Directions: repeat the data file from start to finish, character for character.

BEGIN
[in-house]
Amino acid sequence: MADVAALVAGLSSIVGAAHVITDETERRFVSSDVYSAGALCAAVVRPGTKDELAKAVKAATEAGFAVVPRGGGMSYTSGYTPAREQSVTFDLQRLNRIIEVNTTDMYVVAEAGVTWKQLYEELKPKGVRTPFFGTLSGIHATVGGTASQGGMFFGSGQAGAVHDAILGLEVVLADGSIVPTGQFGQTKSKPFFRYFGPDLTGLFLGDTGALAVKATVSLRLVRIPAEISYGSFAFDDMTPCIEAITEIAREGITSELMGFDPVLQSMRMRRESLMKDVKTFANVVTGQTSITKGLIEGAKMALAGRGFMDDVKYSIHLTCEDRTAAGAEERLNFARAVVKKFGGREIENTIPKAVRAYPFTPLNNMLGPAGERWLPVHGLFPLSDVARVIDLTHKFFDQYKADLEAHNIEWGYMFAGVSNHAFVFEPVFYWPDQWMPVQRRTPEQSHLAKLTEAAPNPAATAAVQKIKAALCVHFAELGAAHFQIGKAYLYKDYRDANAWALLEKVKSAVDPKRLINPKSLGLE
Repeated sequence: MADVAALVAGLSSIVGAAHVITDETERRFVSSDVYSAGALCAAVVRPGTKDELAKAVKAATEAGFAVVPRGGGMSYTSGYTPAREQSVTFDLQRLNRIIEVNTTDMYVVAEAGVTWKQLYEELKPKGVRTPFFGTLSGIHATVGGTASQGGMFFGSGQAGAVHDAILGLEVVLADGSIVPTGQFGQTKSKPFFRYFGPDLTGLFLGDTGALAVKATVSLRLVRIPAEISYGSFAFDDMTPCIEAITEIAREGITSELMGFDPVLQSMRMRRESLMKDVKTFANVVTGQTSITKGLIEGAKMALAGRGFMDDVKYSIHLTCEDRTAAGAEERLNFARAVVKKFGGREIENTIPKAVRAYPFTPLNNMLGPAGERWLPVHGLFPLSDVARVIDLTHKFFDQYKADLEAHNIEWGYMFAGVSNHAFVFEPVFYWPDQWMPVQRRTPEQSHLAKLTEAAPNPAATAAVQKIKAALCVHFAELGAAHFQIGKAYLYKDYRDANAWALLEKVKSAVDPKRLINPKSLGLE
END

[in-house]
Amino acid sequence: MADVAALVAGLSSIVGAAHVITDETERRFVSSDVYSAGALCAAVVRPGTKDELAKAVKAATEAGFAVVPRGGGMSYTSGYTPAREQSVTFDLQRLNRIIEVNTTDMYVVAEAGVTWKQLYEELKPKGVRTPFFGTLSGIHATVGGTASQGGMFFGSGQAGAVHDAILGLEVVLADGSIVPTGQFGQTKSKPFFRYFGPDLTGLFLGDTGALAVKATVSLRLVRIPAEISYGSFAFDDMTPCIEAITEIAREGITSELMGFDPVLQSMRMRRESLMKDVKTFANVVTGQTSITKGLIEGAKMALAGRGFMDDVKYSIHLTCEDRTAAGAEERLNFARAVVKKFGGREIENTIPKAVRAYPFTPLNNMLGPAGERWLPVHGLFPLSDVARVIDLTHKFFDQYKADLEAHNIEWGYMFAGVSNHAFVFEPVFYWPDQWMPVQRRTPEQSHLAKLTEAAPNPAATAAVQKIKAALCVHFAELGAAHFQIGKAYLYKDYRDANAWALLEKVKSAVDPKRLINPKSLGLE
Repeated sequence: MADVAALVAGLSSIVGAAHVITDETERRFVSSDVYSAGALCAAVVRPGTKDELAKAVKAATEAGFAVVPRGGGMSYTSGYTPAREQSVTFDLQRLNRIIEVNTTDMYVVAEAGVTWKQLYEELKPKGVRTPFFGTLSGIHATVGGTASQGGMFFGSGQAGAVHDAILGLEVVLADGSIVPTGQFGQTKSKPFFRYFGPDLTGLFLGDTGALAVKATVSLRLVRIPAEISYGSFAFDDMTPCIEAITEIAREGITSELMGFDPVLQSMRMRRESLMKDVKTFANVVTGQTSITKGLIEGAKMALAGRGFMDDVKYSIHLTCEDRTAAGAEERLNFARAVVKKFGGREIENTIPKAVRAYPFTPLNNMLGPAGERWLPVHGLFPLSDVARVIDLTHKFFDQYKADLEAHNIEWGYMFAGVSNHAFVFEPVFYWPDQWMPVQRRTPEQSHLAKLTEAAPNPAATAAVQKIKAALCVHFAELGAAHFQIGKAYLYKDYRDANAWALLEKVKSAVDPKRLINPKSLGLE